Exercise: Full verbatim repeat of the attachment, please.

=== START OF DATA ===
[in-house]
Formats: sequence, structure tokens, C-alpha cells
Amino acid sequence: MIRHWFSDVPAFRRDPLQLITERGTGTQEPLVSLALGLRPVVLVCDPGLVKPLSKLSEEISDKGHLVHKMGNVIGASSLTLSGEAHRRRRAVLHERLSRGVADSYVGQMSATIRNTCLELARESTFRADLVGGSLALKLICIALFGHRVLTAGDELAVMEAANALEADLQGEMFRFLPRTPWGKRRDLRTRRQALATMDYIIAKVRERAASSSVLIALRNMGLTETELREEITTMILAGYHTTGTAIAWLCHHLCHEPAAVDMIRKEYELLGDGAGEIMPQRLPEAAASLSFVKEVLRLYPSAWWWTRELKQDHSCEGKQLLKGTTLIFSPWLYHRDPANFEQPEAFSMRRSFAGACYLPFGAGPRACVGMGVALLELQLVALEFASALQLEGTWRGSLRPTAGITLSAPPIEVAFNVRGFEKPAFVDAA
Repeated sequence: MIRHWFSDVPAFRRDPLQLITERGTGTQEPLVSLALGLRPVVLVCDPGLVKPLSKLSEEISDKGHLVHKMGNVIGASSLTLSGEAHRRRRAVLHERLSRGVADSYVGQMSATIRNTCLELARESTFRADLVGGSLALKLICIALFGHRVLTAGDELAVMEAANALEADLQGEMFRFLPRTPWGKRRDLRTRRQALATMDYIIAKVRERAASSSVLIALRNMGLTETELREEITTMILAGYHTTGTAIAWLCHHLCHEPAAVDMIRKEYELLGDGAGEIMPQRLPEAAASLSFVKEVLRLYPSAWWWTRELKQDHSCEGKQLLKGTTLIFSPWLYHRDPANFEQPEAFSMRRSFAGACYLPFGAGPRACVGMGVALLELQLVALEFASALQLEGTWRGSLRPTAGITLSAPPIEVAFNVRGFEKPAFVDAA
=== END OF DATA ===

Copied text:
[in-house]
Formats: sequence, structure tokens, C-alpha cells
Amino acid sequence: MIRHWFSDVPAFRRDPLQLITERGTGTQEPLVSLALGLRPVVLVCDPGLVKPLSKLSEEISDKGHLVHKMGNVIGASSLTLSGEAHRRRRAVLHERLSRGVADSYVGQMSATIRNTCLELARESTFRADLVGGSLALKLICIALFGHRVLTAGDELAVMEAANALEADLQGEMFRFLPRTPWGKRRDLRTRRQALATMDYIIAKVRERAASSSVLIALRNMGLTETELREEITTMILAGYHTTGTAIAWLCHHLCHEPAAVDMIRKEYELLGDGAGEIMPQRLPEAAASLSFVKEVLRLYPSAWWWTRELKQDHSCEGKQLLKGTTLIFSPWLYHRDPANFEQPEAFSMRRSFAGACYLPFGAGPRACVGMGVALLELQLVALEFASALQLEGTWRGSLRPTAGITLSAPPIEVAFNVRGFEKPAFVDAA
Repeated sequence: MIRHWFSDVPAFRRDPLQLITERGTGTQEPLVSLALGLRPVVLVCDPGLVKPLSKLSEEISDKGHLVHKMGNVIGASSLTLSGEAHRRRRAVLHERLSRGVADSYVGQMSATIRNTCLELARESTFRADLVGGSLALKLICIALFGHRVLTAGDELAVMEAANALEADLQGEMFRFLPRTPWGKRRDLRTRRQALATMDYIIAKVRERAASSSVLIALRNMGLTETELREEITTMILAGYHTTGTAIAWLCHHLCHEPAAVDMIRKEYELLGDGAGEIMPQRLPEAAASLSFVKEVLRLYPSAWWWTRELKQDHSCEGKQLLKGTTLIFSPWLYHRDPANFEQPEAFSMRRSFAGACYLPFGAGPRACVGMGVALLELQLVALEFASALQLEGTWRGSLRPTAGITLSAPPIEVAFNVRGFEKPAFVDAA